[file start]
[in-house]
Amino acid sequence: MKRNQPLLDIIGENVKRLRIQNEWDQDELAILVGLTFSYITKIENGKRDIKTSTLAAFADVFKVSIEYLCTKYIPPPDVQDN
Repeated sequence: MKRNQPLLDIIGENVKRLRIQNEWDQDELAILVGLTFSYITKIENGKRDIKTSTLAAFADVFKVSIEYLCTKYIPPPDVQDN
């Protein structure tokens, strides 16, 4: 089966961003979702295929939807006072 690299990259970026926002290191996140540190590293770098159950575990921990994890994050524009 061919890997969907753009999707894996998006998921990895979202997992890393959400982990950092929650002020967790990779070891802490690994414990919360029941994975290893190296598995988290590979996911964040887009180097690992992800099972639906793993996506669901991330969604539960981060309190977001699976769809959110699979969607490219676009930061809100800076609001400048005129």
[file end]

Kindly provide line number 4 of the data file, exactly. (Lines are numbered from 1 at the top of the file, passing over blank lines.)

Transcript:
């Protein structure tokens, strides 16, 4: 089966961003979702295929939807006072 690299990259970026926002290191996140540190590293770098159950575990921990994890994050524009 061919890997969907753009999707894996998006998921990895979202997992890393959400982990950092929650002020967790990779070891802490690994414990919360029941994975290893190296598995988290590979996911964040887009180097690992992800099972639906793993996506669901991330969604539960981060309190977001699976769809959110699979969607490219676009930061809100800076609001400048005129």